Initiative Education

When ideas spark change


Enactus, an international not-for-profit organisation, aims to develop value-driven leaders for communities

With several impediments to development, one of the means to addressing them is social entrepreneurship. Entrepreneurs who can develop and implement solutions to issues spanning the social, cultural and environment sectors are the need of the hour. It also helps that organisations such as Enactus tap into students’ potential and interest at the college level, encouraging them to think of a prospective future in developing sustainable and innovative solutions through entrepreneurship.

Enactus is an international, not-for-profit organisation. It works with global business, academic institutions and students, specifically partnering with 72,000 students at 1,730 campuses worldwide. Enactus establishes student programmes on campuses around the world, working with the support of the faculty and a local business advisory board.

One such programme has been established at Kirori Mal College, Delhi, where the student chapter runs four projects, namely Project Dor, Project Patradya, Project Janbhoomi, and Project Syahi all committed to the upliftment of marginalised communities through entrepreneurial action.

Project Patradya produces edible cutlery in different flavours like chocolate, coffee and achari. Project JanBhoomi aims to tackle the problem of land degradation by producing organic and environment-friendly compost. A recent endeavour, Project Syahi combats plastic menace by replacing single-use plastic pens with paper pens that have a seed attached at the rear-end.

Sustainable solutions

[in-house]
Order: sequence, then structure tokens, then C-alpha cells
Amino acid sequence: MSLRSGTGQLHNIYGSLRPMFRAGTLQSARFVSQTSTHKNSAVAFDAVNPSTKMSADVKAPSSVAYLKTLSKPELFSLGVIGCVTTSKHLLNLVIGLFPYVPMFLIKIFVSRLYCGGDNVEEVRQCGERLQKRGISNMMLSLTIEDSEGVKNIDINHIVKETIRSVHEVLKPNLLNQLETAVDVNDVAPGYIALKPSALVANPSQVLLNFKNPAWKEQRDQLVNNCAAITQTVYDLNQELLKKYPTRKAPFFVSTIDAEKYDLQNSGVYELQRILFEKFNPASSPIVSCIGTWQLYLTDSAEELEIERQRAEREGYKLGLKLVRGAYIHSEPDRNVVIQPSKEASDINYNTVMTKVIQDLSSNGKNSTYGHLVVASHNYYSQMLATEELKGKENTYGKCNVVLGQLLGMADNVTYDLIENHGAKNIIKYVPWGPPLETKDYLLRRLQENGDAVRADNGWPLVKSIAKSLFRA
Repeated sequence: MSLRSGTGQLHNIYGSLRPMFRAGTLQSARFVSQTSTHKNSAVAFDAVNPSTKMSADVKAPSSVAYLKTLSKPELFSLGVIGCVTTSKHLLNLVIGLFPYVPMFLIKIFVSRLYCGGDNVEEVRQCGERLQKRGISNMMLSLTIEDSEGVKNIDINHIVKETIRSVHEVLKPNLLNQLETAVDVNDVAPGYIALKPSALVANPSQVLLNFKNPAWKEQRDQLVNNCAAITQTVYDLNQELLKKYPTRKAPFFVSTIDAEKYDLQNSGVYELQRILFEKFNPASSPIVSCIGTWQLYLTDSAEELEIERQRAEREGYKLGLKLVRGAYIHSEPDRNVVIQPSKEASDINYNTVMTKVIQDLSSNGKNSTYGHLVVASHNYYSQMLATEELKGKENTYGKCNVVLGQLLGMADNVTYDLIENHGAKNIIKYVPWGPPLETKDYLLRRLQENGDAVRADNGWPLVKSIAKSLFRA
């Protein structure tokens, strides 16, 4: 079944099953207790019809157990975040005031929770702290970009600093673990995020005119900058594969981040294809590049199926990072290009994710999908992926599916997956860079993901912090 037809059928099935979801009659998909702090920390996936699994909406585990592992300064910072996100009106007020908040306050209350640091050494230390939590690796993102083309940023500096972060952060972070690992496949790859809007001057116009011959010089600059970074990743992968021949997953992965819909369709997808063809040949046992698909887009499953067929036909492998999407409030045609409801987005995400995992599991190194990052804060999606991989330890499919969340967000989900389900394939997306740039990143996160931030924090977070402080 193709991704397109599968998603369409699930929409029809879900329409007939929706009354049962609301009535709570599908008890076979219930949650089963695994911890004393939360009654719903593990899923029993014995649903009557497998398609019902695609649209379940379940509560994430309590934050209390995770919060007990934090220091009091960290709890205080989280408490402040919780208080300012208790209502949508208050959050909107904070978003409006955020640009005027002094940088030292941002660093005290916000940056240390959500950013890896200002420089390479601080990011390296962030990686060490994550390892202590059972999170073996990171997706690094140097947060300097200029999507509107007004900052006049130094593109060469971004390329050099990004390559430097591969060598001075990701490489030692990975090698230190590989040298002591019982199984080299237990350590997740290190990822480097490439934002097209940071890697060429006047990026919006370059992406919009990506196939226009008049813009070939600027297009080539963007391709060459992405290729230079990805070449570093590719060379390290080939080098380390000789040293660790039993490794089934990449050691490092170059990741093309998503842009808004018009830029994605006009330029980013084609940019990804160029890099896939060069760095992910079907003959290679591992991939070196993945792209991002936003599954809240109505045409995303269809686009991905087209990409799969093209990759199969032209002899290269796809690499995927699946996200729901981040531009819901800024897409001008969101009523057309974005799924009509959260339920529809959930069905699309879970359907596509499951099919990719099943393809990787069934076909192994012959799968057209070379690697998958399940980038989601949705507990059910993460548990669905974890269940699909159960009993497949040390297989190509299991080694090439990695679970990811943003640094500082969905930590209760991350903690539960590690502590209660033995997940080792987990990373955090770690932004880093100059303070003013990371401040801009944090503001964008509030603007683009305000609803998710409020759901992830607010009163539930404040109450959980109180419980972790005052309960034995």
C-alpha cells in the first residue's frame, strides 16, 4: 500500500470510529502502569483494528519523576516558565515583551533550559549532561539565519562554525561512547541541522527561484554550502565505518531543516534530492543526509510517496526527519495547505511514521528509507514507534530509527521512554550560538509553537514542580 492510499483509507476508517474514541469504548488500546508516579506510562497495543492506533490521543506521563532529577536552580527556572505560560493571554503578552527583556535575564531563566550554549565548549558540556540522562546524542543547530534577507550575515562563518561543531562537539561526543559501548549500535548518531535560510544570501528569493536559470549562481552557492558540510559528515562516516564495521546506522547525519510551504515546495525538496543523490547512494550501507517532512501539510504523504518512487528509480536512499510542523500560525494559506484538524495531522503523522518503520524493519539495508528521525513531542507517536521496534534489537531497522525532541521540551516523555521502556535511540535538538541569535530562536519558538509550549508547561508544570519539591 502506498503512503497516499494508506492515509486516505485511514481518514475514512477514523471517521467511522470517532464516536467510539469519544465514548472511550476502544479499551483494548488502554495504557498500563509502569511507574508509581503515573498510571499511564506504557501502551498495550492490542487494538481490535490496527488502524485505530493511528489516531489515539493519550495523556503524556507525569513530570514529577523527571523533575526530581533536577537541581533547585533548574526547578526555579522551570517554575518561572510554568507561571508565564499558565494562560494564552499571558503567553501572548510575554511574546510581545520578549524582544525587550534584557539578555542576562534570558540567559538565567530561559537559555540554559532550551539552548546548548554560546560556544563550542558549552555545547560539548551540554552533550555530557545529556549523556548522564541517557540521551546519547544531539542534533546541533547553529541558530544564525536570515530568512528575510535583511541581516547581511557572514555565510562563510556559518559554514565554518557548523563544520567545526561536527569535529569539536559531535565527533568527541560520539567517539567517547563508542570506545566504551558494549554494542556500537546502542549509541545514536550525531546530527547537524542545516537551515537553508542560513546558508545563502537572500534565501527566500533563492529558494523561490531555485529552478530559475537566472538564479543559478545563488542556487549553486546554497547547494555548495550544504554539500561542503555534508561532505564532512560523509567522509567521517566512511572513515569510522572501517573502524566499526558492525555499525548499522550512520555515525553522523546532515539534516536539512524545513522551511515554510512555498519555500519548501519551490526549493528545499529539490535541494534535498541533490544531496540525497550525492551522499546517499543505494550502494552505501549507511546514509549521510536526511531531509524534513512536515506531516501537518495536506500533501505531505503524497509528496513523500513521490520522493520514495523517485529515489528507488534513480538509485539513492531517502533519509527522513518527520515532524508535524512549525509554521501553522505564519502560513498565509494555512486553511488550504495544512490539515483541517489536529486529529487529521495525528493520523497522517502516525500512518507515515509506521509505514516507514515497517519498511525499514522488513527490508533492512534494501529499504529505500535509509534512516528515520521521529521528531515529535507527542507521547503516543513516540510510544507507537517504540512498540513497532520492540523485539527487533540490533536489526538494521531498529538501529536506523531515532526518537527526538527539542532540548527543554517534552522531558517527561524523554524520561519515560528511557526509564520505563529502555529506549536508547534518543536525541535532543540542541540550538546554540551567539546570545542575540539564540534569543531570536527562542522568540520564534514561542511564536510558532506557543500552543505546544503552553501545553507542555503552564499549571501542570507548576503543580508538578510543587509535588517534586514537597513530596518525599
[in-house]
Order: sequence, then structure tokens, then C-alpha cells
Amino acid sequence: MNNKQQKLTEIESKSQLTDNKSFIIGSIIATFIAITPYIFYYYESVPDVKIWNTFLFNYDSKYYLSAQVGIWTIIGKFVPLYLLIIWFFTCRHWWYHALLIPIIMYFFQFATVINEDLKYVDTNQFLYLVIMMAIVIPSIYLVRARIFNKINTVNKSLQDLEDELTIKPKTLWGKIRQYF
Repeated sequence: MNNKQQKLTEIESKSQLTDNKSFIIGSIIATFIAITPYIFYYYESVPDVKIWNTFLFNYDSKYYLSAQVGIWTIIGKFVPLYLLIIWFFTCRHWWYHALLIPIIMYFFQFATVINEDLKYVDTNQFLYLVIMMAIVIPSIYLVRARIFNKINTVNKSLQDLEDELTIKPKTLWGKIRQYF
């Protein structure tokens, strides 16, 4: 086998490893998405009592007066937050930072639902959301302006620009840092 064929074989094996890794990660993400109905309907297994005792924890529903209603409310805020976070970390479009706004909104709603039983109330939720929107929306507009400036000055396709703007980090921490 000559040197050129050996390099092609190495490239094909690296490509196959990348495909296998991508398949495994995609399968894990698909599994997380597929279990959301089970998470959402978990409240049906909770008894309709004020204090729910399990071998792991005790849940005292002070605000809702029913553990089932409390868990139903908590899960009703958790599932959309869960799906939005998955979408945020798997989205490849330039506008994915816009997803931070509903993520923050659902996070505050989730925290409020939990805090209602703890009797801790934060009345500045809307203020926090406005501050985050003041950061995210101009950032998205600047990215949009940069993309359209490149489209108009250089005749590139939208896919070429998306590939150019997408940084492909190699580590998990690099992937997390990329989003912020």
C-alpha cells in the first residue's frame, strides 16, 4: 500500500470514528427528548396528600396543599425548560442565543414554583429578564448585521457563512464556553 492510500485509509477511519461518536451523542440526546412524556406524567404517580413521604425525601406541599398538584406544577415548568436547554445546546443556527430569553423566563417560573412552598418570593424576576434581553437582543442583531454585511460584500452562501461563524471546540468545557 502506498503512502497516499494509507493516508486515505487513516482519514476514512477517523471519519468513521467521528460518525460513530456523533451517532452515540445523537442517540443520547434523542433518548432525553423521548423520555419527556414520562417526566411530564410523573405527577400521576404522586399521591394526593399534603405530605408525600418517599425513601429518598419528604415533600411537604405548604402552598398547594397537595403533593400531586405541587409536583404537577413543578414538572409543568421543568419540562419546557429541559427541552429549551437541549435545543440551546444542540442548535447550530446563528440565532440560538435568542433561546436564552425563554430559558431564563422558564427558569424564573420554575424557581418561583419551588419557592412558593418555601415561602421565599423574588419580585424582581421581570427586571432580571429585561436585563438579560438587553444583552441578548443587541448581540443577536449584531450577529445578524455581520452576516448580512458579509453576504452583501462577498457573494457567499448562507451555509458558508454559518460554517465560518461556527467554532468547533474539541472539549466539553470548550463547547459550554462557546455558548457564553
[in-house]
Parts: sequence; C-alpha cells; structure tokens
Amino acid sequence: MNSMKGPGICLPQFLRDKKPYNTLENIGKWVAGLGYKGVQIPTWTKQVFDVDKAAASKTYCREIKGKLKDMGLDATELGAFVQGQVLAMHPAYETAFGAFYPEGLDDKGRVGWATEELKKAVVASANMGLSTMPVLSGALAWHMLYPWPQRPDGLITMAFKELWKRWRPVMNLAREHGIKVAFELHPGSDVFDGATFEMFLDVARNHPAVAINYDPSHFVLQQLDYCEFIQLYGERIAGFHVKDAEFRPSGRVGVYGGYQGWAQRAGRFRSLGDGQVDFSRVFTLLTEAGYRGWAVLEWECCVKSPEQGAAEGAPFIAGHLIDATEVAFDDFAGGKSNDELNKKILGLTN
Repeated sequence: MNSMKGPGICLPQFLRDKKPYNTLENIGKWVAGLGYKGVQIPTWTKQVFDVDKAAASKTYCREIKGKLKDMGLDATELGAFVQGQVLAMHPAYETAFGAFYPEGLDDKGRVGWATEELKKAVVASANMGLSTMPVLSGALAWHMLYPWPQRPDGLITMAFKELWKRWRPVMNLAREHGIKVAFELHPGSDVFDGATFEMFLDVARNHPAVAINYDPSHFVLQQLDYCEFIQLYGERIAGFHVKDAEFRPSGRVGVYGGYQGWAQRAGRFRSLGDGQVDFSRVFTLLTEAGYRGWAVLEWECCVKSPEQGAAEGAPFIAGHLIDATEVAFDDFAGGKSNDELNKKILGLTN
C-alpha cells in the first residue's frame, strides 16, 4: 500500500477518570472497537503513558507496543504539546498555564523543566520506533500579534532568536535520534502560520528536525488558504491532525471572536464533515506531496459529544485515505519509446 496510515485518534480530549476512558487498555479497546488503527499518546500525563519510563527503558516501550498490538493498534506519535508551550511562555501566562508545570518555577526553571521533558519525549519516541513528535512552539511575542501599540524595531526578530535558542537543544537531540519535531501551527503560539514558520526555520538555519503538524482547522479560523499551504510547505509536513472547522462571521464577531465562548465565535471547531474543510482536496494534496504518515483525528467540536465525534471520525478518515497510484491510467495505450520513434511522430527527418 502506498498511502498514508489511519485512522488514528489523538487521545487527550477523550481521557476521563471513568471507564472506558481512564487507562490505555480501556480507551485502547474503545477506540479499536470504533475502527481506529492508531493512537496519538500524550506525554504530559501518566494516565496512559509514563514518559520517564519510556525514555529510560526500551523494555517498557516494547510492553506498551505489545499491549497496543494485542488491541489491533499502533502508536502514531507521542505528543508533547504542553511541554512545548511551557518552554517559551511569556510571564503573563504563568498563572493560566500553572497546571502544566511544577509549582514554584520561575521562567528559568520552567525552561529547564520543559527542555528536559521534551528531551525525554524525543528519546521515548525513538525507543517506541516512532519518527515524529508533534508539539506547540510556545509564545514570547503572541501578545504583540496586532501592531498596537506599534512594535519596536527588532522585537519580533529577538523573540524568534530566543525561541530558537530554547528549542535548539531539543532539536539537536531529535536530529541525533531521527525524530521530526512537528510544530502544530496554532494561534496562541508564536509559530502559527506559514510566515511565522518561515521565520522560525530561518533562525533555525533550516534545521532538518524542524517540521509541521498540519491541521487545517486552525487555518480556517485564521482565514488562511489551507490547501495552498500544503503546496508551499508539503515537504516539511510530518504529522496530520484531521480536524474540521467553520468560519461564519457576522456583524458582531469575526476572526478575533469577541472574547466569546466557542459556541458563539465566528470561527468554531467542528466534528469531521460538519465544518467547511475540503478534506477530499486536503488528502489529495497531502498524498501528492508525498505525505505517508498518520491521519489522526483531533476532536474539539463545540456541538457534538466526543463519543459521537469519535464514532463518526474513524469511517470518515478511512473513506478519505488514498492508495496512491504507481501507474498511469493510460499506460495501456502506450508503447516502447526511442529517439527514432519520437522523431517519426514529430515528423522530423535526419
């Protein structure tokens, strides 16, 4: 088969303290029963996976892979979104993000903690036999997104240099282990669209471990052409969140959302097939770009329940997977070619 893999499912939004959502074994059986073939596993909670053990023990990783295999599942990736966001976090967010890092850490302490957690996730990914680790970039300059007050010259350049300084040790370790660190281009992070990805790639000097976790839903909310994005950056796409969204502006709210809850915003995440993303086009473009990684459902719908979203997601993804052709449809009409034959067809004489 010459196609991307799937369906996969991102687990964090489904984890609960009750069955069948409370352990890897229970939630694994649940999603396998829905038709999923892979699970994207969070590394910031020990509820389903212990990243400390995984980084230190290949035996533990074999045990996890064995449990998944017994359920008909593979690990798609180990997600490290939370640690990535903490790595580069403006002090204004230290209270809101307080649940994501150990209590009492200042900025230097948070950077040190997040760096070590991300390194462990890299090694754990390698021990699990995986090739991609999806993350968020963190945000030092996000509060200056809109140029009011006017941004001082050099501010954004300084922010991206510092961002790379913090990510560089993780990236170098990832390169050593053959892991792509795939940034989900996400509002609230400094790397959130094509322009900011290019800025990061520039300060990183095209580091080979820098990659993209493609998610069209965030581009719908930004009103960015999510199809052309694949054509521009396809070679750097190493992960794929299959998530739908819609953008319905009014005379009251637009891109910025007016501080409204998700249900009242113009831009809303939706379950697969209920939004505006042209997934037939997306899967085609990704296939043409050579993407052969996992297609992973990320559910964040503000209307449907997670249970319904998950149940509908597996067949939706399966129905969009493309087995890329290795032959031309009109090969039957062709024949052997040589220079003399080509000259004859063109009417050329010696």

The idea behind Project Dor, besides helping an underprivileged community, is to sustain a dying art form. It deals with the traditional art of tie and dye for the production of handmade scarves, dupattas and cushion covers. The artisans behind it are the migrant women of West Bengal, Bihar and Jharkhand.

Ritika Jajoo, President, Enactus Kirori Mal College, explains the process: “Any Enactus project starts as a mere idea. We pick a problem, and work towards finding a solution. The ideas go through an extensive research and development phase. In this process, we also find underprivileged communities we can help sustain through the project, and do their needs assessment. We then go through a process of training with the beneficiaries.”

The students are involved at every stage. They interact with the community, while supervising the production process. The designs are researched upon according to market analysis and demand. With a stable and efficient production in place, the members, along with the beneficiaries, are currently focusing more on the marketing and sales of the products. The product is marketed through collaborations with boutiques and corporates.

Their efforts have not gone unnoticed. At the Marine Plastic Innovation Challenge hosted by the UN Environment Programme, the team received a ‘Honourable Mention’. They have also received grants from several corporates. They were chosen to be in the ‘Top 12’ at an Innovation Challenge, hosted in IIM, Ahmedabad this July.

For students who have to balance academics with projects that require an equal investment of their effort and time, what is the benefit of this exercise besides a CV point? “A plethora of soft skills, real world experience and corporate exposure with the satisfaction of making a difference,” says Jajoo. “Everything you learn in books, you get to apply in the real world. Enactus helps inculcate the value of social entrepreneurship in students and polishes their skill set to develop them into more effective, values-driven leaders.”

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Printable version | Jan 23, 2020 6:39:13 PM |

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